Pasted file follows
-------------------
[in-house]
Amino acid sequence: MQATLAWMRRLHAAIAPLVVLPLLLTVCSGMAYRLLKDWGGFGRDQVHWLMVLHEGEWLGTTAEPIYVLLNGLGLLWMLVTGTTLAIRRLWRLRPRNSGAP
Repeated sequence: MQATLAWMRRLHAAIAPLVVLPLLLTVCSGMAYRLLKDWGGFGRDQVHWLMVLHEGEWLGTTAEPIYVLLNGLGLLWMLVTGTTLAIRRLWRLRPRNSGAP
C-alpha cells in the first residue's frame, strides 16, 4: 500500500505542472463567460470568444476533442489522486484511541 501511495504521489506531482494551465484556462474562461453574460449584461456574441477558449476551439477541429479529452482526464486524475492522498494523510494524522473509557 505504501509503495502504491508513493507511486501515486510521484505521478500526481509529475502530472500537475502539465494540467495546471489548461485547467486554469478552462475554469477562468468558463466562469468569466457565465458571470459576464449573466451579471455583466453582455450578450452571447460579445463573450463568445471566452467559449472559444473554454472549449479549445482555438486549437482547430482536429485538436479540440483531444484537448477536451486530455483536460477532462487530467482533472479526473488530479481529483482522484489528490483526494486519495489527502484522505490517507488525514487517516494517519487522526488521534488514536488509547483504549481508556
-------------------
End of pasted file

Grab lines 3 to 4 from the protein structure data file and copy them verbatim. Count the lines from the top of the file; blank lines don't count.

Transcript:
Repeated sequence: MQATLAWMRRLHAAIAPLVVLPLLLTVCSGMAYRLLKDWGGFGRDQVHWLMVLHEGEWLGTTAEPIYVLLNGLGLLWMLVTGTTLAIRRLWRLRPRNSGAP
C-alpha cells in the first residue's frame, strides 16, 4: 500500500505542472463567460470568444476533442489522486484511541 501511495504521489506531482494551465484556462474562461453574460449584461456574441477558449476551439477541429479529452482526464486524475492522498494523510494524522473509557 505504501509503495502504491508513493507511486501515486510521484505521478500526481509529475502530472500537475502539465494540467495546471489548461485547467486554469478552462475554469477562468468558463466562469468569466457565465458571470459576464449573466451579471455583466453582455450578450452571447460579445463573450463568445471566452467559449472559444473554454472549449479549445482555438486549437482547430482536429485538436479540440483531444484537448477536451486530455483536460477532462487530467482533472479526473488530479481529483482522484489528490483526494486519495489527502484522505490517507488525514487517516494517519487522526488521534488514536488509547483504549481508556